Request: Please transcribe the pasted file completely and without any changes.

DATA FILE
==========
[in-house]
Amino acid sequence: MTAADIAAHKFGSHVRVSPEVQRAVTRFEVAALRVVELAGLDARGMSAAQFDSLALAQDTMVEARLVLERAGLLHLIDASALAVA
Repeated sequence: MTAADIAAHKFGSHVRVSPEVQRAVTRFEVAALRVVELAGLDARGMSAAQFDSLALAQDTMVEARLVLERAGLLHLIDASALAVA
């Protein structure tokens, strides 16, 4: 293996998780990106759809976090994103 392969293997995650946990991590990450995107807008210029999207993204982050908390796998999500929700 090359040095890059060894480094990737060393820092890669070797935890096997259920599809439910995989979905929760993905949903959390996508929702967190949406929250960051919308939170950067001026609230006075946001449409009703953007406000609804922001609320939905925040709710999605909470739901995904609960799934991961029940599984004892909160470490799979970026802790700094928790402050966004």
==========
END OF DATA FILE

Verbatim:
[in-house]
Amino acid sequence: MTAADIAAHKFGSHVRVSPEVQRAVTRFEVAALRVVELAGLDARGMSAAQFDSLALAQDTMVEARLVLERAGLLHLIDASALAVA
Repeated sequence: MTAADIAAHKFGSHVRVSPEVQRAVTRFEVAALRVVELAGLDARGMSAAQFDSLALAQDTMVEARLVLERAGLLHLIDASALAVA
């Protein structure tokens, strides 16, 4: 293996998780990106759809976090994103 392969293997995650946990991590990450995107807008210029999207993204982050908390796998999500929700 090359040095890059060894480094990737060393820092890669070797935890096997259920599809439910995989979905929760993905949903959390996508929702967190949406929250960051919308939170950067001026609230006075946001449409009703953007406000609804922001609320939905925040709710999605909470739901995904609960799934991961029940599984004892909160470490799979970026802790700094928790402050966004």